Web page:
Two heavy swinging doors guard the entrance, an Eagles logo emblazoned across them from wall to wall. No space is untouched by green and silver. Staffers are stationed at desks on either side, and while they’re all nutritionist or trainers, they seem rather sentry-like in their uniformity and sideways glances: you’re the only one in sight not wearing any Eagles gear. Across the hall, a weight room sprawls across the building, glass windows running ceiling to floor to give onlookers an unimpeded view of where the work gets done. And from here to there, players lumber across the divide, encased in a shield generated by the Beats over their ears, their personalized smoothie dangling from their lips, and their hard-set eyes.
You are standing outside of the Eagles locker room.
Of course, it’s the one in the NovaCare Complex—not Lincoln Financial. It’s not the locker room in into which Jake Elliott was borne on the backs of linebackers as the newest champion of Philadelphia; in which the Eagles celebrated a 9-game winning streak under QB Carson Wentz; in which the NFC Champions celebrated their oncoming Super Bowl after thrashing the Minnesota Vikings. But that doesn’t really matter, because the men inside are the same, and the vision of champions doesn’t’ change between this locker room and the that one.
Philadelphia’s locker room represents a known quantity for people in NFL circles--even if it’s rather cutting-edge. It’s known that Philadelphia’s roster hosts some of the most outspoken and fearless players in the league--Lane Johnson, Malcolm Jenkins, Chris Long--and didn’t shy from adding voices like Michael Bennett’s into the mix. Eagles players are sought after for their thoughts on other team’s policies and official comments made by public figures. That is irregular, new, and interesting.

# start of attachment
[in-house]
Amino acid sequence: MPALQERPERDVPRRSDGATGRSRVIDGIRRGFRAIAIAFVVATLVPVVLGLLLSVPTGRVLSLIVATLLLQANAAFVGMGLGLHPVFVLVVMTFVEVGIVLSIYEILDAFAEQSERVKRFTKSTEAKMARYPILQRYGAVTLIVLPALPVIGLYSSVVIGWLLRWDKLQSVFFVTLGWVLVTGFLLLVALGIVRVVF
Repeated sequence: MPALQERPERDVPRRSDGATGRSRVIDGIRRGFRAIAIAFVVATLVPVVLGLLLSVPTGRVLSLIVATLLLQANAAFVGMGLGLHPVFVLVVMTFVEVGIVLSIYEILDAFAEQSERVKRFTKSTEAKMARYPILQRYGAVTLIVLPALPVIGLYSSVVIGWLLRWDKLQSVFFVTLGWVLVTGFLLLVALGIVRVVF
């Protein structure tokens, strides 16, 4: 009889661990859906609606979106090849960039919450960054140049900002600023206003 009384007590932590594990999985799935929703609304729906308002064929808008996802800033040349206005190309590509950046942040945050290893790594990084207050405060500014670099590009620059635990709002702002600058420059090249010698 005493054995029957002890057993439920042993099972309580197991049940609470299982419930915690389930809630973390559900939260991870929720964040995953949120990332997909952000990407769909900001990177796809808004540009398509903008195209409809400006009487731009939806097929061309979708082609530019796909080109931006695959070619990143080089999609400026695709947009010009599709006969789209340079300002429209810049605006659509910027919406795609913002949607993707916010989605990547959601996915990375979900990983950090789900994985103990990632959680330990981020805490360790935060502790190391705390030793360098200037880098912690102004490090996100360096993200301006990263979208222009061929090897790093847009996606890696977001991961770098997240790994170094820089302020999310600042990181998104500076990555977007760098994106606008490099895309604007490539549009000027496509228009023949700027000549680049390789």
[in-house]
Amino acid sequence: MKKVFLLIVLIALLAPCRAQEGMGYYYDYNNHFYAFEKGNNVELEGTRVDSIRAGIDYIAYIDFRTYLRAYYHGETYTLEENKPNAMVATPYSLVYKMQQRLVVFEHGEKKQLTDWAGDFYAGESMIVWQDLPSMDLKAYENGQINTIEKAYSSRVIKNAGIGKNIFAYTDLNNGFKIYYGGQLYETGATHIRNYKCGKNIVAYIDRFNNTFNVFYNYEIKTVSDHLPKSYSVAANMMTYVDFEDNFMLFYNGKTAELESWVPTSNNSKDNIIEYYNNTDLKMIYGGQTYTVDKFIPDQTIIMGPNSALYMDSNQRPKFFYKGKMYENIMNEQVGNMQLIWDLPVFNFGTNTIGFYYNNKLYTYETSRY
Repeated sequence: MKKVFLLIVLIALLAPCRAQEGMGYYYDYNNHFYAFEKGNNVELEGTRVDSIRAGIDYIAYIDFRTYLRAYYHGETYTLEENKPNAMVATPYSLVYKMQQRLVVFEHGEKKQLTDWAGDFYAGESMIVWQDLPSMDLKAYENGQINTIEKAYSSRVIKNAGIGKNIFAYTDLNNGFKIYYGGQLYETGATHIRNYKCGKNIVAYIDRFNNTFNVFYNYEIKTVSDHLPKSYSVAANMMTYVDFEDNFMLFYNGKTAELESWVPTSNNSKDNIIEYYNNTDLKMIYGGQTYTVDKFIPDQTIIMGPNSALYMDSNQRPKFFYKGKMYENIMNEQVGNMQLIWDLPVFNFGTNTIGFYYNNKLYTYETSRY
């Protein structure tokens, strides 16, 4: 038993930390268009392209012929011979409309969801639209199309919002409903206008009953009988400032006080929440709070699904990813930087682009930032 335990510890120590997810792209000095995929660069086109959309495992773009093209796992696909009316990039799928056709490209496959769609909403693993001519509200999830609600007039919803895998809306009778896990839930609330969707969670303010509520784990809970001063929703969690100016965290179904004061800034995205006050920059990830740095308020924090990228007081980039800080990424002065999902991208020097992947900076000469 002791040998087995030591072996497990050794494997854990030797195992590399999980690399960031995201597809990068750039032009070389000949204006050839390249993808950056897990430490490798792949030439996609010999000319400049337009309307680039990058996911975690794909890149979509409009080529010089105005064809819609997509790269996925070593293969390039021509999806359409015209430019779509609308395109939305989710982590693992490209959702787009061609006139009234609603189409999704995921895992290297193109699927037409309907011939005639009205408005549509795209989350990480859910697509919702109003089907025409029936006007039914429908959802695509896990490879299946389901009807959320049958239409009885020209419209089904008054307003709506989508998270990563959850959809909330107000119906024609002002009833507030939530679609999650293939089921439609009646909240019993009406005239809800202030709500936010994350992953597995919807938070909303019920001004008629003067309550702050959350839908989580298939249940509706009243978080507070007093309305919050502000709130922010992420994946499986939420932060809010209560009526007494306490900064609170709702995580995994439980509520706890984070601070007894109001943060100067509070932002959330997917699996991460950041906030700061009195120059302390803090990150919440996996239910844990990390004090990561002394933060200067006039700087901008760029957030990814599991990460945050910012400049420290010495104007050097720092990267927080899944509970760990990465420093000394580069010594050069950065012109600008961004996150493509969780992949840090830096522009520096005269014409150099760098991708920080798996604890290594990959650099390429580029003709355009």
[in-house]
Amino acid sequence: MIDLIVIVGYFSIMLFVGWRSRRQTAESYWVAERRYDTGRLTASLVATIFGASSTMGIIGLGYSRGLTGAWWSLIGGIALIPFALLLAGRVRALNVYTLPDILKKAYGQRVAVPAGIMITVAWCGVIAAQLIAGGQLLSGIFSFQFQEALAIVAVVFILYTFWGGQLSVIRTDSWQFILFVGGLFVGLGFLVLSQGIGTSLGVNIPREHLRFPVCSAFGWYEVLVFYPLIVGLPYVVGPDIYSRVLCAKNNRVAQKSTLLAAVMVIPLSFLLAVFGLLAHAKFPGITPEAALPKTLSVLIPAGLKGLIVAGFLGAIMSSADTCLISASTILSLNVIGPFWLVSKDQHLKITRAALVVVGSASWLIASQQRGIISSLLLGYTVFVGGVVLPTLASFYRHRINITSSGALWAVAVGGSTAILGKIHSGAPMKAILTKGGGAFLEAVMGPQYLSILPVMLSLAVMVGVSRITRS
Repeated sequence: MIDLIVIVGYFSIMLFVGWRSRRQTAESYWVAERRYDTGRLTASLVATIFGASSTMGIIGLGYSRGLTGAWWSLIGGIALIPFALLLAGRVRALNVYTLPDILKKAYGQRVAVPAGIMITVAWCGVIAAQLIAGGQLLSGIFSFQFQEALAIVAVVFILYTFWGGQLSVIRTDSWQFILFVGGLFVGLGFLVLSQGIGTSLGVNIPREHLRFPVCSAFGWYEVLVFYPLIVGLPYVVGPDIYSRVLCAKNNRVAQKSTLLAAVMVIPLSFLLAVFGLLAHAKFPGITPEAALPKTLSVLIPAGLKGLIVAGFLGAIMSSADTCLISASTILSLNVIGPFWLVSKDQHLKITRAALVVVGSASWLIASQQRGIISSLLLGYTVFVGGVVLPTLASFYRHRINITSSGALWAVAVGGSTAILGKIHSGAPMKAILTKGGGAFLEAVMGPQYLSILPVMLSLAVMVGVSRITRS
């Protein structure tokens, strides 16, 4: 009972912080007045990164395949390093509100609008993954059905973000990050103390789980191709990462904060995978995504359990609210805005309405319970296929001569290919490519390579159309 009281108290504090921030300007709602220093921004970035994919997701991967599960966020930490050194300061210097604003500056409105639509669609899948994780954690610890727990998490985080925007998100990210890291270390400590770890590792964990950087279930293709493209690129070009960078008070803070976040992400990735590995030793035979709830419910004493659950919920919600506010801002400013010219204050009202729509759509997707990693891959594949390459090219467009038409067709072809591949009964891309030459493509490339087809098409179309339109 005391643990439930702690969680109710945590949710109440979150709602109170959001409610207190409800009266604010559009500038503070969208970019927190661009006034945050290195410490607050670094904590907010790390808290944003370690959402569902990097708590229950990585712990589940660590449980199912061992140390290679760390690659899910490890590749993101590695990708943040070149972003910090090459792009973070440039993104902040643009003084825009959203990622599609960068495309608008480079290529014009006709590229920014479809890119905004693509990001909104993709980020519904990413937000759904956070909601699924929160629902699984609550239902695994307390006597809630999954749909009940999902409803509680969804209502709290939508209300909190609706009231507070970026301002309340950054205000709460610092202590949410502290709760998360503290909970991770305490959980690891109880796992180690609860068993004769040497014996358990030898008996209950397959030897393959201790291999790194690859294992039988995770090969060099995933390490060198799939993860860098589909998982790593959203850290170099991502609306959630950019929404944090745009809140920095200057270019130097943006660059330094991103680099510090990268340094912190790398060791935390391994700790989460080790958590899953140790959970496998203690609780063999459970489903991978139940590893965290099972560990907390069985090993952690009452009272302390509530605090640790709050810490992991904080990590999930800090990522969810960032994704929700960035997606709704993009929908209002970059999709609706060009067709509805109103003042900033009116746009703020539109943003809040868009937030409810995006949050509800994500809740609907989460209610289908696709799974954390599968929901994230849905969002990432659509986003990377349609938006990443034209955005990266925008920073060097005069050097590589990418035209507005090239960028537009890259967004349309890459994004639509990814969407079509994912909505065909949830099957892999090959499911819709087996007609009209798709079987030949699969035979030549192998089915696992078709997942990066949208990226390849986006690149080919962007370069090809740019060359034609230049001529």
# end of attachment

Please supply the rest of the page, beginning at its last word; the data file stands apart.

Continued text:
To know what you’re getting into—something irregular, new, and interesting—doesn’t necessarily make it less intimidating. Even more so, if it’s a big leap from where you were.
“It’s surreal,” rookie Joe Ostman tells me of his experience meeting the Eagles veterans for the first time. Ostman spent five years in Central Michigan before joining Philadelphia as an undrafted free agent. “There’s so many guys I’ve been watching for so long, and now you’re sitting with them in meetings every day. There’s just kinda a surreal feeling.”
Ostman said he elected to join Philadelphia’s roster because he had great interactions with the scouts and other personnel he met with the organization, and he was told by others it was a good place to be. And it certainly seems that way for the rookies: UDFA Jeremy Reaves gets on-field tutelage from Malcolm Jenkins during pass rush reps; seventh-rounder Jordan Mailata stays late on the field every day to work with a veteran offensive or defensive lineman.
The Australian Mailata is an interesting insert into Philadelphia’s locker room. He doesn’t really have a precedent for it. Sure, there are rugby locker rooms on the other side of the world--but even in their home country, there isn’t nearly the degree of visibility and social stress. “It’s unique--it’s U-NIQUE.” Mailata takes a draw of his smoothie as he looks at me, almost like he’s recharging the shield that ensures I can’t faze him with my badgering on how he’s experienced the team. “You got some pretty big personalities, you know that’s them, and I don’t want no trouble, so…”